Our lab work was held today for getting the dry mass of the samples and the surface areas of the leaves. It took us three hours to put all the samples into the oven as we had to cut the samples into chips for easier drying. Oh yea, the electronic device used for measuring the surface area of leaf is awesomely invented! We do not have to count the boxes on the graph papers anymore! Just trace the device along the outline of the leaf drawn on a piece of paper and we can immediately obtain the results. Less work! Yay!
The victim of our group.
Can you see the difference between these leaves with the last last week's? Yes they were moist after the rain! No more sound when walking on them!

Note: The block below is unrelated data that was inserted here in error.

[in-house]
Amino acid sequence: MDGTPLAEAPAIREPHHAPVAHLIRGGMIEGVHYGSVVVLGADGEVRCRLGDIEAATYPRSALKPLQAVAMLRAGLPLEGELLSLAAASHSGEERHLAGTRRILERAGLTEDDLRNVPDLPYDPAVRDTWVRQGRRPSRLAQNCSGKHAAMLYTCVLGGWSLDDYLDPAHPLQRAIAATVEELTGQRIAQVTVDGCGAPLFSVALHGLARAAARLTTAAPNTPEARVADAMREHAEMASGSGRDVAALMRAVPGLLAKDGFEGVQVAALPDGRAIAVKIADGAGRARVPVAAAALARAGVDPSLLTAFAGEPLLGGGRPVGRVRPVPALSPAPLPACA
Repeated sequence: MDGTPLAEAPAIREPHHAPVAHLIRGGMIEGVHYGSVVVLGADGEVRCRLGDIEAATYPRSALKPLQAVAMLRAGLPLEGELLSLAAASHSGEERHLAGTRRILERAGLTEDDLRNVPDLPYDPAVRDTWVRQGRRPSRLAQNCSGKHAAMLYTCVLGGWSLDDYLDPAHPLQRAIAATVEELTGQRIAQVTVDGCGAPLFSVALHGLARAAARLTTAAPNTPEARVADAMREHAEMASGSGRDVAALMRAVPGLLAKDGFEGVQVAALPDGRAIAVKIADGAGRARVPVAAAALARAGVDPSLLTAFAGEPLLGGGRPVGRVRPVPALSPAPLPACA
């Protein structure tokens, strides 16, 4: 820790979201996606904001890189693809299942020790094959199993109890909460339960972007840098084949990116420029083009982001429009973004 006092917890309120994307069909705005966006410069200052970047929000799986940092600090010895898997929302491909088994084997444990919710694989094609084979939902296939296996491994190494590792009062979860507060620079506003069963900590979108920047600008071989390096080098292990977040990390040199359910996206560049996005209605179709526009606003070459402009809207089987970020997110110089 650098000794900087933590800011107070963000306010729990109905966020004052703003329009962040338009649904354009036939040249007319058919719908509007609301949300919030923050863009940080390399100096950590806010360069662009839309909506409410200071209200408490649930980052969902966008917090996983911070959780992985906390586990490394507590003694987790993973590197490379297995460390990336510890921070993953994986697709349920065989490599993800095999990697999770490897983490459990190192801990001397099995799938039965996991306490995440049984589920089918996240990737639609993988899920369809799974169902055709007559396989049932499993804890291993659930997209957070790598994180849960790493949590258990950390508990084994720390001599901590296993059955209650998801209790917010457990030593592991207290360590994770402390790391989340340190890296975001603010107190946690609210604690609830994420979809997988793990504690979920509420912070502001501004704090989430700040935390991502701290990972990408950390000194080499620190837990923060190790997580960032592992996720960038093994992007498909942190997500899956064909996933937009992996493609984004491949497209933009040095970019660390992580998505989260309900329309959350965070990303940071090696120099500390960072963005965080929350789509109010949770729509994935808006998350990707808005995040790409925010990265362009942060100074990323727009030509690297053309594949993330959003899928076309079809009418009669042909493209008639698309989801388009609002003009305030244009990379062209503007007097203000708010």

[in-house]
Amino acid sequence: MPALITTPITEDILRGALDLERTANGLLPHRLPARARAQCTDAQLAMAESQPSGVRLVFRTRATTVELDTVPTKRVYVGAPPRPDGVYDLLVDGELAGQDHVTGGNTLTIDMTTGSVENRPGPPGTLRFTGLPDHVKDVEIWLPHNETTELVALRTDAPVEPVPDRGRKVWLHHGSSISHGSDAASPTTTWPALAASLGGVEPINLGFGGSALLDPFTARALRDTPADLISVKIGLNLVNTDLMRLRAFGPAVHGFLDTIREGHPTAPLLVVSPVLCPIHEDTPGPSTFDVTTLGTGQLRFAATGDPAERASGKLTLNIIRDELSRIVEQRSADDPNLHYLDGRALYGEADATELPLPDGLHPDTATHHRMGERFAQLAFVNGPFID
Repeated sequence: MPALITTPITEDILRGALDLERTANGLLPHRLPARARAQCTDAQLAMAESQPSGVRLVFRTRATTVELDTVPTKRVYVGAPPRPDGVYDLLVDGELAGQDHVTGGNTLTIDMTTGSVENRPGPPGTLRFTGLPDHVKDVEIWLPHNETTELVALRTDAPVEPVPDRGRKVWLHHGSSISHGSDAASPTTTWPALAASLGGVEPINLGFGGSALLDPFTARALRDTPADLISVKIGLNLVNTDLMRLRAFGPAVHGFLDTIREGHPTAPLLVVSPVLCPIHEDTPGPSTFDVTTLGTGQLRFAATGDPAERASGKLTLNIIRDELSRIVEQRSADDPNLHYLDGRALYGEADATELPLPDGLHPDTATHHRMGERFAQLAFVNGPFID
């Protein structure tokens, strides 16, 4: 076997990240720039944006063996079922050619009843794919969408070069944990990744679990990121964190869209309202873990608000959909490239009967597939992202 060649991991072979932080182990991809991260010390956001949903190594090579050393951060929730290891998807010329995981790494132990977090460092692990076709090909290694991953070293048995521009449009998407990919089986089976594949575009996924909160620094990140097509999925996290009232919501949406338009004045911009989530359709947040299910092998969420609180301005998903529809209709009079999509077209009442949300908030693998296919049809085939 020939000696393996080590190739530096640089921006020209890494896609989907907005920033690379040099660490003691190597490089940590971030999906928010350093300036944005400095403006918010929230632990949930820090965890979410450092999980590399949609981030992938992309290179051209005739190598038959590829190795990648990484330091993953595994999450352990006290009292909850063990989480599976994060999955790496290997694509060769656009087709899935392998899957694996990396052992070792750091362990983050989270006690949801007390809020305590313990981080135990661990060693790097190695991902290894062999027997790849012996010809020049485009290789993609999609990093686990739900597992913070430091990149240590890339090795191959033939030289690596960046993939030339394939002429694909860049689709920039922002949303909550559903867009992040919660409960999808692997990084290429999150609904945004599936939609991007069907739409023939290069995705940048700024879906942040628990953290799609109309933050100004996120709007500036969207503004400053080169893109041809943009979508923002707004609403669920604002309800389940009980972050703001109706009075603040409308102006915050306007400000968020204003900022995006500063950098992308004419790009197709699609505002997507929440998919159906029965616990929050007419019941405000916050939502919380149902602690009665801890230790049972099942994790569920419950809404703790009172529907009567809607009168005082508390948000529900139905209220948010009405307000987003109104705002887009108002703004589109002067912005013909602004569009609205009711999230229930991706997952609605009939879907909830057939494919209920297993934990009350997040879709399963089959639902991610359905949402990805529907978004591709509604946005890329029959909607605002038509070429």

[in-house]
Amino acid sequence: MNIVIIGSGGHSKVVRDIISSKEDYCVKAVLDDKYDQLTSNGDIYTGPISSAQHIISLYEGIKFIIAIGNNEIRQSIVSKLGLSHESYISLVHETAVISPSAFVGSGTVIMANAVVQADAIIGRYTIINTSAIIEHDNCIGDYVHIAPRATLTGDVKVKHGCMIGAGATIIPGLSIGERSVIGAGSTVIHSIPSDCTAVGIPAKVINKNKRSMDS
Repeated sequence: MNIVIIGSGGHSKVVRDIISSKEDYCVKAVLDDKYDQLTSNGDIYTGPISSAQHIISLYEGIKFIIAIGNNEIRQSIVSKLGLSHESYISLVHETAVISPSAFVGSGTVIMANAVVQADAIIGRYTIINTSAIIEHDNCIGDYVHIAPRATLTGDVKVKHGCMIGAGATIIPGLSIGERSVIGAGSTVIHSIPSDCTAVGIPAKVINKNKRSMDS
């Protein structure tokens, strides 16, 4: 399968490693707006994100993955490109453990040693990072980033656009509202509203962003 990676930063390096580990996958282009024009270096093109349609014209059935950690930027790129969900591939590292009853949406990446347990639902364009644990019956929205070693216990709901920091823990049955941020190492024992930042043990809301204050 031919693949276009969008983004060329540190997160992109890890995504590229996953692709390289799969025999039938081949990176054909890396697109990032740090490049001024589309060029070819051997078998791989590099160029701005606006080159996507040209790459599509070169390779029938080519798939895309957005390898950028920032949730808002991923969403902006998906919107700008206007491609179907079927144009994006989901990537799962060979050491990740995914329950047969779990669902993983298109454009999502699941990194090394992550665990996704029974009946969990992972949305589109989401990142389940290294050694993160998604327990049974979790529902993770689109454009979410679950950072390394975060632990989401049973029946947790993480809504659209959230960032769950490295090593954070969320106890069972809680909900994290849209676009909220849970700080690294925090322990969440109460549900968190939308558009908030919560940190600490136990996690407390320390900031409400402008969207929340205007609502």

The tree stump.
We call this 'cookie', sounds cute right? It is actually part of the trunk that we collect to bring it back to the laboratory.
I think that's all for my 'report' for our first fieldwork. I have been busy lately with all sorts of non-academic stuffs. How I wish I could spend more time and energy on environmental studies which I really enjoy. Hopefully after March I can fully get back to be a full-time undergraduate student, haha. All the best for all my teammates!